March 2022: Our Top 3 Most Viewed Posts

Hint: How many ways can Hawai‘i love fried rice?


T he Top 3 posts in March underscored Hawai‘i foodies’ tastes: We love local-style food, deals and underdogs. But who didn’t know that already? Scroll on for a glimpse at which posts resonated with you most. And for the record, the month’s fourth, fifth and sixth most-viewed posts were Here’s the New Sorabol, Mr. Dough Has Soup Dumplings and More, and Two-Minute Takeout: U Kitchen Bento Shop.


No. 3: We Asked Frolic Foodies for Their Fave Fried Rice and Got 35 Different Answers


Big City Diner Grandmas Kimchee Fried Rice Copy

Big City Diner. Photo: Aaron K. Yoshino


Published March 16, 2022

Fried rice is a more complex cousin of mac salad—it might not be the main attraction on the menu, but it’s something you have to get. Every time. So amid the responses that flooded in to our query to the Frolic Foodies Facebook group, the biggest discoveries were 1) famous fried rice at a Wahiawā pie shop, 2) that such things as teri chicken fried rice and salmon fried rice exist, and 3) Hawai‘i is crazy about fried rice. Maybe even more than mac salad.

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SEE ALSO: Reader Top 5: Best Mac Salad on O‘ahu



No. 2: Worth the Splurge: This $24 Prime Rib Plate in Downtown Honolulu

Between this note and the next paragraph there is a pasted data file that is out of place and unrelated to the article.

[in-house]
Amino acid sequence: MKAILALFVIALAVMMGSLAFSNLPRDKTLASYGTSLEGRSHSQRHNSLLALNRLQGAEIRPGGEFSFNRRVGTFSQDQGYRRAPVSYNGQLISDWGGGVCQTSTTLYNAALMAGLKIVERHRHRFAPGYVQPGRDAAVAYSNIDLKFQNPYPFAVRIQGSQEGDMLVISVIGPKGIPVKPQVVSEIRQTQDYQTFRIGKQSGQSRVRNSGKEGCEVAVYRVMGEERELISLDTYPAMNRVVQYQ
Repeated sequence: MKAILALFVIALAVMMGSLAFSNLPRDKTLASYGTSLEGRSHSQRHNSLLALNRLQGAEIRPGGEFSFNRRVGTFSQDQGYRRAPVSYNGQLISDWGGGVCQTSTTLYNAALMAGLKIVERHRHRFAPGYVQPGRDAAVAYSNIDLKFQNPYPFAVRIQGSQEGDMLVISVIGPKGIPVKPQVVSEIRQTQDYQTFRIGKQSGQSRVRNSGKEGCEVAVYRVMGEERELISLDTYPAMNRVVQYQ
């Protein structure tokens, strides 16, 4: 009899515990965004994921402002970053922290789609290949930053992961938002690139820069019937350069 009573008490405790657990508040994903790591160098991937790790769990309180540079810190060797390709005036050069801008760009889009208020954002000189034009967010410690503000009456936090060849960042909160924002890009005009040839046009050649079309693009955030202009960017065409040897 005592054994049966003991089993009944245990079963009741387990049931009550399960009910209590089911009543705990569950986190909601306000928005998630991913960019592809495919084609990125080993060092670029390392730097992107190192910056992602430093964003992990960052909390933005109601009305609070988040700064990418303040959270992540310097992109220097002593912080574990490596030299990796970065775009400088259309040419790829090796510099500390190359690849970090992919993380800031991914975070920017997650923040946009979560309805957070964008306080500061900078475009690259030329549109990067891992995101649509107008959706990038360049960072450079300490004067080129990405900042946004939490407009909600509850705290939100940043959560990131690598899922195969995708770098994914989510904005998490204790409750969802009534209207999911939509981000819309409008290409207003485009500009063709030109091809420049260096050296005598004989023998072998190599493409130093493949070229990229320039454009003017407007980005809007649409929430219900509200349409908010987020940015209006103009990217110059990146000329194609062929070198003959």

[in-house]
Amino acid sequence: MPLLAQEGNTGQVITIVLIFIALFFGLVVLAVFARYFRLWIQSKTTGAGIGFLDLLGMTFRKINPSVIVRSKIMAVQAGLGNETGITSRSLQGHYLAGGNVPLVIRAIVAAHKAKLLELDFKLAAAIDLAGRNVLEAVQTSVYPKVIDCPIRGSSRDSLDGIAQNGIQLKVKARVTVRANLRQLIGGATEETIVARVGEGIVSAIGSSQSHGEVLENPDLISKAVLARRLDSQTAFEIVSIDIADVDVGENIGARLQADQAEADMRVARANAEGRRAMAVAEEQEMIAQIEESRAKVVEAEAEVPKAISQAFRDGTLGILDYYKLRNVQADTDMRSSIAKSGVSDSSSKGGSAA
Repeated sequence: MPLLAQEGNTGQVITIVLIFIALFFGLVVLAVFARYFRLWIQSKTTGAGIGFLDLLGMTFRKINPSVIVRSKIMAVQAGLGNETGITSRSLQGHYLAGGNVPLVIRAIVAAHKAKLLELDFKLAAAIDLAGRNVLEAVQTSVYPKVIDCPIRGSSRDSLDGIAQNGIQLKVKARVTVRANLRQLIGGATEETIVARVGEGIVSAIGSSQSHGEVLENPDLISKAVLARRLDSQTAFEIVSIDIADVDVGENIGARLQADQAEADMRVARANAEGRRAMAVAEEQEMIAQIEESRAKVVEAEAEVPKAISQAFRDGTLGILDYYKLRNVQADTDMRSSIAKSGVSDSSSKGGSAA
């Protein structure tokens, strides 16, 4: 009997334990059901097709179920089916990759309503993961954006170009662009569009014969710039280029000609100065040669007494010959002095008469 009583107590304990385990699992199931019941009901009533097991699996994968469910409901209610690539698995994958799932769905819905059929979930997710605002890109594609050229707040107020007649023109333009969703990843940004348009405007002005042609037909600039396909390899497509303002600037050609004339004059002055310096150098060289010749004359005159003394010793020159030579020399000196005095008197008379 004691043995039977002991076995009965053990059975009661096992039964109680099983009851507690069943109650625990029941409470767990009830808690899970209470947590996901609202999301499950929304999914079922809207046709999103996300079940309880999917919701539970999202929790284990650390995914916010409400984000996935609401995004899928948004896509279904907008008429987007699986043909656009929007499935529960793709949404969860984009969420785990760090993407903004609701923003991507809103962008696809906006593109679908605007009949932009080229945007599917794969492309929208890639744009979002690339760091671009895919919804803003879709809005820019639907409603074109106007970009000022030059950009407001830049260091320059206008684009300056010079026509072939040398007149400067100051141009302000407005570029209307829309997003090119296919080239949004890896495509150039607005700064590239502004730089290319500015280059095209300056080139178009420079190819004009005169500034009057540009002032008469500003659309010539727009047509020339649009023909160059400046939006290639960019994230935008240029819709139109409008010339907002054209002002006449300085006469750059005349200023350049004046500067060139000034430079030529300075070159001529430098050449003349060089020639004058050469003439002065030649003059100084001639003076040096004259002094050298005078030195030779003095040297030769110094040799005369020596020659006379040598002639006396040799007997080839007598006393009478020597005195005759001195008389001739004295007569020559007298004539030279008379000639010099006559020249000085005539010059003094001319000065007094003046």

Prime Roast Cafe Prime Rib Plate

Prime Roast Cafe. Photo: Gregg Hoshida


Published March 1, 2022

Prime rib is pricey, so relatively speaking, $24 for a meaty slice with sides is actually a good deal. What makes it a splurge is the circumstance of this one: It’s a weekday plate lunch offering in Downtown Honolulu’s world of Subway sandwiches, Spam musubi and grab-and-go salads. As Frolic’s Gregg Hoshida notes, the rosemary salt crust is a cheffy touch that seals the deal. Gregg’s only complaint: No rice. But seriously, who can afford a kanak attack when we have to get back to the office?

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No. 1: Where Are They Going? Fave Eateries at ‘Ohana Hale Marketplace


Smashed Hawaii Classic Burger - Top Post in March 2022

Smashed Hawai‘i burgers. Photo: Thomas Obungen


Published March 24, 2022

Knowing this indoor marketplace is closing for good on April 16, we went to 26 remaining eateries to find out their plans. We went during off-peak hours, so busy vendors would have time to chat. What we found: Half of them have already moved to new brick-and-mortar spaces, plan to move or are finalizing leases. The other half face uncertain futures with no set plans, underscoring what this experiment that gave 100-plus vendors 10-by-10-foot spaces on month-to-month leases meant to Honolulu’s smallest businesses. Unexpectedly, we also found a neighborhood—a community of hipster, immigrant and family proprietors who, in between customers, gathered at each other’s kiosks to check in and chat, like neighbors visiting over backyard fences. ‘Ohana Hale Marketplace hopes to reopen in Halawa late this year. Fingers crossed. A hui hou.

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